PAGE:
Kia Ora and going the Extra Mile.

Tonight I’m on a trans-Pacific flight from LA to Melbourne via Auckland. There are kids on this flight who have been on a trip to Disneyland courtesy of the Koru Care charity which is sponsored by Air New Zealand.  To continue the Disneyland experience, the flight attendants have all dressed up in fancy dress to serve the kids and make their flight more fun.   

 
Dinner and drinks were served by Minnie Mouse and Tinkerbell, while coffee was served by a CHiPS police officer.  

 
I have to say that he did take it very well when I asked when the rest of the Village People were coming out.

I’m so impressed by the continual efforts of the staff to do everything to make the flight memorable and fun. It’s a great war to promote the charity, too. 

They’ve also been wonderful to me after a very long and emotionally exhausting day. After a painful and tearful farewell followed by extended flight delays and an international connection time that was whittled down from 6.5 hours to 47 minutes, in which I managed baggage claim, terminal transfer with all my luggage, check in and baggage drop, security checks and getting to the right gate before they closed the flight. When I realised I had made my flight, I burst into tears of relief. The attendants were just lovely and so supportive, and did everything they could to reassure and comfort me.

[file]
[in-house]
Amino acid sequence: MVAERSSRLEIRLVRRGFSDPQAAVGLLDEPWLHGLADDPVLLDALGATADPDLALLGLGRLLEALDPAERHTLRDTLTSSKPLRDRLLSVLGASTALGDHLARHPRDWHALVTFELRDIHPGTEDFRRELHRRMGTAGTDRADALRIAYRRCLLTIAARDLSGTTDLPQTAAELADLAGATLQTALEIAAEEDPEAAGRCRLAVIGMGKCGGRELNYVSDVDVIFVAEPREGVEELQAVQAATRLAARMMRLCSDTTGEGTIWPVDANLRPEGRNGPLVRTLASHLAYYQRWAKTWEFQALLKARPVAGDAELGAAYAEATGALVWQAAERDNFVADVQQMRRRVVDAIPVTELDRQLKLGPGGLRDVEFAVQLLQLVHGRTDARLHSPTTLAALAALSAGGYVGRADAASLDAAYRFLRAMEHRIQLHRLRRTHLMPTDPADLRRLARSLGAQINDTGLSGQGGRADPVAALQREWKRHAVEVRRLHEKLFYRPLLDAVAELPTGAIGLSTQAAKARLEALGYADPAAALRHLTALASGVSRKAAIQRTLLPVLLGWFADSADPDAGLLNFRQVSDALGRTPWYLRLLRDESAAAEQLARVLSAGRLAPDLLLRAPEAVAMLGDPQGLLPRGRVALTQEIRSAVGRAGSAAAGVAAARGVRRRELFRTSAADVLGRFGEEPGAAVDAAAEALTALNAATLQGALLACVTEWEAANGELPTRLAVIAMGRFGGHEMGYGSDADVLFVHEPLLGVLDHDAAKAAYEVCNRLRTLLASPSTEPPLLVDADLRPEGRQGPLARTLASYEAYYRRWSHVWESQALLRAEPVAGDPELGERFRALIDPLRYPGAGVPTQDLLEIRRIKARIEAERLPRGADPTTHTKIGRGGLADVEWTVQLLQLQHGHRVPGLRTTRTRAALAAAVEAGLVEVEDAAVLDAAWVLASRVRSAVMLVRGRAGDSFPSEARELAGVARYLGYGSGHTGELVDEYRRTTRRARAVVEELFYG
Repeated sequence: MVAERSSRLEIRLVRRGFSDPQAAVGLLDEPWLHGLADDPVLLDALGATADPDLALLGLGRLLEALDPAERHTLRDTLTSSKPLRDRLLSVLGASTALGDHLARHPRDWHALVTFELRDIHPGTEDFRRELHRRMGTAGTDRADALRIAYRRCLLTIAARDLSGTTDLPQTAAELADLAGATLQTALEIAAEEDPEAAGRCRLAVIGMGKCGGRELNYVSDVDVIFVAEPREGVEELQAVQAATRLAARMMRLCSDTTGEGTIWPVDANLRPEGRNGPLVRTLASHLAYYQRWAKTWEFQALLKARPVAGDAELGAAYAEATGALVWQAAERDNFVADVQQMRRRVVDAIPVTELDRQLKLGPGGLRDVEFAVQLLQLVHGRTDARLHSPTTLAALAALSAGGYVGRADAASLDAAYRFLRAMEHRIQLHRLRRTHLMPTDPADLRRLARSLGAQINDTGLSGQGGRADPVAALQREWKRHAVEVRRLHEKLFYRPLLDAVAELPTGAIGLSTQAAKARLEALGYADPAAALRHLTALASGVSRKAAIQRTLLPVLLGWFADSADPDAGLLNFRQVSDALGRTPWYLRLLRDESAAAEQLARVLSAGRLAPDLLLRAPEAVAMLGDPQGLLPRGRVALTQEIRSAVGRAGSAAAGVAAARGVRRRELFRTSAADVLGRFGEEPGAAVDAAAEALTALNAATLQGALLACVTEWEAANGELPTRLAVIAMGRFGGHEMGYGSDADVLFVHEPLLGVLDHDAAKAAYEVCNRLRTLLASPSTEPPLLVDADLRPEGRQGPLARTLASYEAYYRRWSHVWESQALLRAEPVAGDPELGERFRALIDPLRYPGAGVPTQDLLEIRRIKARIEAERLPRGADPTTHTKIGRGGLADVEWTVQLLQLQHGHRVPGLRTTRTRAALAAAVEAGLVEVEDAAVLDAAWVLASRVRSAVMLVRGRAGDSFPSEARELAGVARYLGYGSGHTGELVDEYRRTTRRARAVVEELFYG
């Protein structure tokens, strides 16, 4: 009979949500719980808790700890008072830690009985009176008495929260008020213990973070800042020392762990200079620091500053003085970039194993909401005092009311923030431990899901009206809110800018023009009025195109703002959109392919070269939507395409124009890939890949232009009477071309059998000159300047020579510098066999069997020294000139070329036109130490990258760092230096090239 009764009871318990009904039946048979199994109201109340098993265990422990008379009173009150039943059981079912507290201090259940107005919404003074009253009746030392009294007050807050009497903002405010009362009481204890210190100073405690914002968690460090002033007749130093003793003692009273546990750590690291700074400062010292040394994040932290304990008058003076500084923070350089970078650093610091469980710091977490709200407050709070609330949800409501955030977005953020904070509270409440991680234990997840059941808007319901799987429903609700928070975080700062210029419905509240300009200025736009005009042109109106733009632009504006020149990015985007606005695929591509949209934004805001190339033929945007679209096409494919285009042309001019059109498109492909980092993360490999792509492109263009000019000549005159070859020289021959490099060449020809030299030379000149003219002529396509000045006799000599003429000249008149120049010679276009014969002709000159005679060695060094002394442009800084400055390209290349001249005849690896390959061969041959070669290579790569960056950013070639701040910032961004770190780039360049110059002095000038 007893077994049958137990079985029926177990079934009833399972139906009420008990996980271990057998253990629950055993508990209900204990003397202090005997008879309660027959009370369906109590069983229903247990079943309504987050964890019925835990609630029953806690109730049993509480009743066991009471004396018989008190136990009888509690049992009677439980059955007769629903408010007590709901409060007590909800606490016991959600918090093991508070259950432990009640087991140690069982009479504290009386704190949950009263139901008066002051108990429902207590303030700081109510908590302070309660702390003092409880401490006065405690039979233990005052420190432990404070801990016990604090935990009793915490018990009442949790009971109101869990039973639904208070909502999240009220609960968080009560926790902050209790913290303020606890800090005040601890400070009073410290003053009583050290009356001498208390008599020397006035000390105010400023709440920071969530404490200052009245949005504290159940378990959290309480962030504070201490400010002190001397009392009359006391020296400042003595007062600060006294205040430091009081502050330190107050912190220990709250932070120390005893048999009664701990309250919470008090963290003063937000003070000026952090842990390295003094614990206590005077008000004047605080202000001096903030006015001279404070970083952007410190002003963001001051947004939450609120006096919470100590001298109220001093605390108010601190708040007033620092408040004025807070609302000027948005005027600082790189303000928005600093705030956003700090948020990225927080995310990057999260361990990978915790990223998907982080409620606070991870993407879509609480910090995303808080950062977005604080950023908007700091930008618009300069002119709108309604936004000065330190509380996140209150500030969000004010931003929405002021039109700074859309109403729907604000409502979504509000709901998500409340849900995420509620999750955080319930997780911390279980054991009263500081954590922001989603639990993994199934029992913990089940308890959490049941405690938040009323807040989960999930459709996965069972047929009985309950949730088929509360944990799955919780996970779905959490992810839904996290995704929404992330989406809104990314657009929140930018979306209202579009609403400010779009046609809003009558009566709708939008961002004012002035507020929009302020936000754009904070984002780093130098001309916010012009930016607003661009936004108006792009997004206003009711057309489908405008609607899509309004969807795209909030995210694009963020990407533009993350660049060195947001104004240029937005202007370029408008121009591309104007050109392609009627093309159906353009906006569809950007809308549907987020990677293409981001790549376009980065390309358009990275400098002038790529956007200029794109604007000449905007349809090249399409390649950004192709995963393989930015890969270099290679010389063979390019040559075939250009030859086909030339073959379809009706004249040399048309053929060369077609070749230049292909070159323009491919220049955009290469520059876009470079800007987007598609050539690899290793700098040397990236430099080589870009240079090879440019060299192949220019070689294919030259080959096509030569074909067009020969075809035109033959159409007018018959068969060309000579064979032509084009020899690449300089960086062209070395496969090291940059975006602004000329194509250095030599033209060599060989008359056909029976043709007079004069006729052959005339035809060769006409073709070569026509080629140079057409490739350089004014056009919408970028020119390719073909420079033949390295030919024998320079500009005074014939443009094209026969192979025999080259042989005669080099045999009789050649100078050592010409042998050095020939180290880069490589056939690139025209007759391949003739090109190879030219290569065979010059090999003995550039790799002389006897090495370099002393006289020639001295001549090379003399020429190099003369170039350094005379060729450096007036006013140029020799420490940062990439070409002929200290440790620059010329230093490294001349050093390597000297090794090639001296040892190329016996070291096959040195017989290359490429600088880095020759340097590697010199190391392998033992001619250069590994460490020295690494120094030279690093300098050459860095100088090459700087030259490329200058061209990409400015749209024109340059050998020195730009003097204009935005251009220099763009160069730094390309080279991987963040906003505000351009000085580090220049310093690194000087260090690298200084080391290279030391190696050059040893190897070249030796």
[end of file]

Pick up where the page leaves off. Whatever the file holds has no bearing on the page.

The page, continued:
I love flying with Air New Zealand and I love the way they treat their clients. They’ve won me. 

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The saga of Flight 781

Although I’ve done a lot of flying,
I’ve never had such trouble trying
Just to reach my destination
Due to airline procrastination.
We boarded the aircraft right on time
And taxied to the runway line,
But there we stopped for almost an hour:
The plane’s hydraulics had no power
And you can’t fly when that’s not working,
So after a lot of excuses and jerking
Around we had to leave that plane
And go through boarding once again…
The company found a new aircraft
For us, but the people in the last
Six rows got bumped to another flight
Leaving a little later that night.
Once we boarded, we sat and waited
And got even more frustrated:
There was a problem with this plane, too.
What a joke! What could we do?
We took off almost four hours late;
By that time things weren’t looking great –
Some had connections they wouldn’t make,
Others had kids who didn’t take
Too well to such extended delay.
Would we ever get to LA?
Down the back, a poor child screaming
Echoed what we all were feeling:
After all this helter-skelter,
Perhaps next time, I’ll fly Delta. 

The Philipsburg Pier. 

The Philipsburg Pier originated as a wooden jetty in the 1780s which enabled trade with the USA via Lake Champlain ports. 

The most common good exported via the Philipsburg pier were racehorses, marble, carriages, logs and milled timber.